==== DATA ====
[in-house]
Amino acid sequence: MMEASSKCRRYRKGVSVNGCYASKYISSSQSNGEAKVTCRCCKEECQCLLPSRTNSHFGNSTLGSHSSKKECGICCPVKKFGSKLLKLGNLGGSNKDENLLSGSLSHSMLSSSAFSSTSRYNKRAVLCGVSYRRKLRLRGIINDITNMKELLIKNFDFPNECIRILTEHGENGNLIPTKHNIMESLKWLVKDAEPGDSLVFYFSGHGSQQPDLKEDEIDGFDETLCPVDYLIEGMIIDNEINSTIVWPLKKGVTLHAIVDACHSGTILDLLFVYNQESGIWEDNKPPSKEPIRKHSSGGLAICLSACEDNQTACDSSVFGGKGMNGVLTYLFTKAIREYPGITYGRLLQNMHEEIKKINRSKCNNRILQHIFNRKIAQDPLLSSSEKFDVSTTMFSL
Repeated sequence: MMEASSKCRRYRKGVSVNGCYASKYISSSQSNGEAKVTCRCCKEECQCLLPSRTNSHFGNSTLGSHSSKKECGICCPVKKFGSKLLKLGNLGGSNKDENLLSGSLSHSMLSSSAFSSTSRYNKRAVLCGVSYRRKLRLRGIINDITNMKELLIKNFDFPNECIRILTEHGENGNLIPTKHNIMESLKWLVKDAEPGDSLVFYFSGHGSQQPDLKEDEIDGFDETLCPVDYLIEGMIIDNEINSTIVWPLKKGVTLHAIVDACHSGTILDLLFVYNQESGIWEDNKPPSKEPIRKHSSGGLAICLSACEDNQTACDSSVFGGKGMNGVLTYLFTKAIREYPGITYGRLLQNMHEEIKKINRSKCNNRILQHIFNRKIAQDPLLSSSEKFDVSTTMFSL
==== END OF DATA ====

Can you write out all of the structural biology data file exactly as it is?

[in-house]
Amino acid sequence: MMEASSKCRRYRKGVSVNGCYASKYISSSQSNGEAKVTCRCCKEECQCLLPSRTNSHFGNSTLGSHSSKKECGICCPVKKFGSKLLKLGNLGGSNKDENLLSGSLSHSMLSSSAFSSTSRYNKRAVLCGVSYRRKLRLRGIINDITNMKELLIKNFDFPNECIRILTEHGENGNLIPTKHNIMESLKWLVKDAEPGDSLVFYFSGHGSQQPDLKEDEIDGFDETLCPVDYLIEGMIIDNEINSTIVWPLKKGVTLHAIVDACHSGTILDLLFVYNQESGIWEDNKPPSKEPIRKHSSGGLAICLSACEDNQTACDSSVFGGKGMNGVLTYLFTKAIREYPGITYGRLLQNMHEEIKKINRSKCNNRILQHIFNRKIAQDPLLSSSEKFDVSTTMFSL
Repeated sequence: MMEASSKCRRYRKGVSVNGCYASKYISSSQSNGEAKVTCRCCKEECQCLLPSRTNSHFGNSTLGSHSSKKECGICCPVKKFGSKLLKLGNLGGSNKDENLLSGSLSHSMLSSSAFSSTSRYNKRAVLCGVSYRRKLRLRGIINDITNMKELLIKNFDFPNECIRILTEHGENGNLIPTKHNIMESLKWLVKDAEPGDSLVFYFSGHGSQQPDLKEDEIDGFDETLCPVDYLIEGMIIDNEINSTIVWPLKKGVTLHAIVDACHSGTILDLLFVYNQESGIWEDNKPPSKEPIRKHSSGGLAICLSACEDNQTACDSSVFGGKGMNGVLTYLFTKAIREYPGITYGRLLQNMHEEIKKINRSKCNNRILQHIFNRKIAQDPLLSSSEKFDVSTTMFSL